JUNEAU – The annual fall lecture series Evening at Egan continues on October 13 with the second in a series of four lectures at the University of Alaska Southeast Auke Lake campus.
“The Vicissitudes of Aging & Brain Health: What Parents May Never Have Told You!” is a presentation by Dr. Rosellen M. Rosich, PhD, MA, CDP, CADDCT, Professor Emerita of Psychology at the University of Alaska Anchorage.
Aging is a biological, psychological, and sociological process and is a universal truth that everyone must contend with. As a process it is made up of gains and losses as we grow and develop across the lifespan. The brain, being the seat of thought, reasoning, problem solving, emotional regulation, sensory motor operation, and other important biological functions, plays a major role in developmental advances as well decline. Research in this area has come a long way over the years in uncovering modifiable lifestyle behaviors one may utilize in keeping a healthy brain and how to contend with situations where brain changes may be non-modifiable. This presentation covers a brief overview of typical brain functioning, pathology, newer research on how to keep the brain healthy, and ends with a discussion of how views of the lifespan may impact beliefs regarding brain pathology and approaches to caregiving of individuals with dementia.
Dr. Sarah Niecko noted, “In addition to increases in population growth and an unprecedented acceleration of our aging population globally, we are also seeing increasing rates of dementia worldwide. However, while our lifespan is increasing, our healthspan is not. Brain diseases not only rob you of your health, but they also steal your mind and your joy. This is why discussions on healthy aging and brain health should begin in the womb. Having conversations not only about the importance of brain health and delaying the onset of dementia, but also actively using this insight to age in a way that keeps you doing the things you love for as long as you can. This is also where we discover tremendous hope that no matter where you are, small steps can transform your health and your life.” Niecko is an Assistant Professor of Behavioral Health Sciences at UAS. She is partnering with AARP to bring four additional lectures as part of “Brain Health Across the Lifespan” events; this flier is available online.
Carin Silkaitis, Dean of Arts & Sciences remarked, “Understanding the intricacies of aging and maintaining brain health is paramount, especially in today’s fast-paced world. Dr. Rosich’s extensive expertise in aging and cognitive health promises attendees an enlightening and thought-provoking evening. Her insights can change how we view aging, dispelling myths and uncovering lesser-known truths. I hope to gain valuable insights into how our brains evolve, what factors contribute to cognitive vitality, and how to foster a healthy aging process. We invite students, faculty, staff, and the general public to join us for this enriching experience. Join us for an intellectually stimulating evening that promises to broaden horizons and stimulate discussions.”
All Evening at Egan lectures are scheduled for 7p.m. at the Egan Library and live-streamed on the UAS YouTube channel. They are free and open to the public. The schedule and more details are posted at uas.alaska.edu/eganlecture.
Upcoming Lectures This Season:
October 27: “The Suicide Basin glacier outburst flood: 2023 and beyond”
Dr. Eran Hood, UAS Professor of Environmental Science, and Aaron Jacobs (National Weather Service)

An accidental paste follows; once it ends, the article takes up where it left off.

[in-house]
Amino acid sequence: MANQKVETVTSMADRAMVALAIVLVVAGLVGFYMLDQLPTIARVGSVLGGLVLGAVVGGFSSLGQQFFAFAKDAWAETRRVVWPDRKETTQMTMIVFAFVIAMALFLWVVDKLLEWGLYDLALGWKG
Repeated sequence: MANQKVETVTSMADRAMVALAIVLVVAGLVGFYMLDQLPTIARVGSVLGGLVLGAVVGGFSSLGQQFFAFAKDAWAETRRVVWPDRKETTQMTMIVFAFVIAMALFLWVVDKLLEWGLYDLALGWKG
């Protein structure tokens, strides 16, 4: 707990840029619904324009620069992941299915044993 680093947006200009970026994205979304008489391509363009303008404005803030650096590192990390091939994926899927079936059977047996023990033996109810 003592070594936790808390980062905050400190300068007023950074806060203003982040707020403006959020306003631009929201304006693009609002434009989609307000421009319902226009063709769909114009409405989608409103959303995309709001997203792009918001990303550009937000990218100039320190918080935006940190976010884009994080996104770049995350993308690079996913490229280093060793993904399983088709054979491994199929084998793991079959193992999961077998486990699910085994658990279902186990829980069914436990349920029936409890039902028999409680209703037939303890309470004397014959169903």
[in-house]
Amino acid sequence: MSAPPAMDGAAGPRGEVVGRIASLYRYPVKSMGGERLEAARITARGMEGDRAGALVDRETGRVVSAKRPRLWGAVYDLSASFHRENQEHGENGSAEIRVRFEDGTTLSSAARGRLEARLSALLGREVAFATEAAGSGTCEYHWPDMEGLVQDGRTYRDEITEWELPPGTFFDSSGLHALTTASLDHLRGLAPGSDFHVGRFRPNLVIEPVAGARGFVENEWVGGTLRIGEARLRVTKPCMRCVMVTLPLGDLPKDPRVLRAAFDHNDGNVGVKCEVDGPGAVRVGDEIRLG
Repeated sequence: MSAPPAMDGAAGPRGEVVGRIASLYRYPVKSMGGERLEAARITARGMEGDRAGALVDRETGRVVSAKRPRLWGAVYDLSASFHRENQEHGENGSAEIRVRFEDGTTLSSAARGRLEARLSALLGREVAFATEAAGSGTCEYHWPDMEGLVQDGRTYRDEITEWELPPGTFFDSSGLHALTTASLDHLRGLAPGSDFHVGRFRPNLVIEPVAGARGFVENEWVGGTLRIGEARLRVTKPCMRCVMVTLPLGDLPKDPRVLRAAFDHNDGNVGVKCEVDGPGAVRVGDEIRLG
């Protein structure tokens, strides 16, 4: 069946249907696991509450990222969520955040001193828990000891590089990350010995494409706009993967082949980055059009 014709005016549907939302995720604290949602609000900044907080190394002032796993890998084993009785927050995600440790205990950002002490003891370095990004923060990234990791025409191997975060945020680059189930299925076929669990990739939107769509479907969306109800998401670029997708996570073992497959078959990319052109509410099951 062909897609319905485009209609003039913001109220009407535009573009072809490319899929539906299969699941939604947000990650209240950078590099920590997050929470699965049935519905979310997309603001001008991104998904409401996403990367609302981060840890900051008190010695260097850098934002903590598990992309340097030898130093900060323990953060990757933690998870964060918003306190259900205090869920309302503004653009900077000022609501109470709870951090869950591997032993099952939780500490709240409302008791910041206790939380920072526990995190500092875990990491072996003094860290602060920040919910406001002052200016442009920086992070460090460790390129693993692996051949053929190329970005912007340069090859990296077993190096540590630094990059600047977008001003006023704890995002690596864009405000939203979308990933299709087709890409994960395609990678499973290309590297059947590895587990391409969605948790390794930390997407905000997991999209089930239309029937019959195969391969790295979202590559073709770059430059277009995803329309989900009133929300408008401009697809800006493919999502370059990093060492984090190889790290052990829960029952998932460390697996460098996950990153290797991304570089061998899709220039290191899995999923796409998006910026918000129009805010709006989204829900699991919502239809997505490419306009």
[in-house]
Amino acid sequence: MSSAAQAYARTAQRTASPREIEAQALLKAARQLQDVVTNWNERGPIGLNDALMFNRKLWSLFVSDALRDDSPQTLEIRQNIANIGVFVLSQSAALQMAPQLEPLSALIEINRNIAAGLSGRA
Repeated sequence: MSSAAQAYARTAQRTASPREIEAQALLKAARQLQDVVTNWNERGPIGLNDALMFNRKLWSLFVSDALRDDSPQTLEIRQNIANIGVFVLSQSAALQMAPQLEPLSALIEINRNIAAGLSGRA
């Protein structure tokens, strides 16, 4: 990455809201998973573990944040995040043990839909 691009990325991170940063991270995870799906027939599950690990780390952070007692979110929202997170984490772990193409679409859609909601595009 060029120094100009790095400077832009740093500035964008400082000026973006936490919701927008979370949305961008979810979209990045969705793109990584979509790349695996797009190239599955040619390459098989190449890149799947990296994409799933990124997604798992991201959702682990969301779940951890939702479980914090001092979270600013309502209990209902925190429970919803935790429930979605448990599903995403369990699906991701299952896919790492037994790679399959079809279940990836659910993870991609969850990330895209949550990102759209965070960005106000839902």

This talk will provide an overview of the 2023 outburst flood from Suicide Basin including why it was larger than in previous years. We will summarize efforts to improve monitoring and forecasting of future outburst floods and discuss our research aimed at understanding how the ongoing evolution of Suicide Basin may impact future flood events.
November 10: “Impacts and Responses: Cruise ships and Northern Communities”
Dr. Jim Powell, UAS Assistant Research Professor
The burgeoning cruise ship tourism industry has impacted coastal communities. How do communities benefit and what are the impacts from cruise tourism? A multidisciplinary research team, funded by the National Science Foundation, will present their findings about Juneau’s cruise industry. A new documentary film “Cruise Boom”, set in Sitka (created by Ellen Frankenstein and Atman Mehta) will follow and raise questions relevant to Southeast communities and beyond. How can communities shape tourism? How can mass tourism become regenerative?
December 8: UAS Creative Showcase featuring UAS Arts & Sciences Faculty
UAS Arts & Sciences faculty will come together to present a mesmerizing fusion of creativity and scholarly excellence and encourage a conversation about our community’s rich and diverse artistry. Our Creative Showcase is a testament to the power of imagination and inquiry, and we do not doubt that our audience will leave the event with a renewed sense of wonder and a deep appreciation for the myriad ways in which creativity and scholarship intertwine. So please mark your calendars, spread the word, and join us for an evening that promises to be intellectually invigorating and artistically inspiring.
- Carin Silkaitis, MFA, Dean of the School of Arts & Sciences
- Emily Wall, MFA, Professor of English
- Ernestine Hayes, MFA, Professor of English, Emerita; Rasmuson Distinguished Artist 2021; and Marie Darlin Award Recipient 2021.
- Lily Hope, Tlingit Artist, Weaving and Textiles
The full schedule and links for the Evening at Egan lecture series can be found at uas.alaska.edu/eganlecture. Lectures can be watched live or recorded at youtube.com/uasoutheast.
Learn more about more events for “Brain Health Across the Lifespan” with this flier.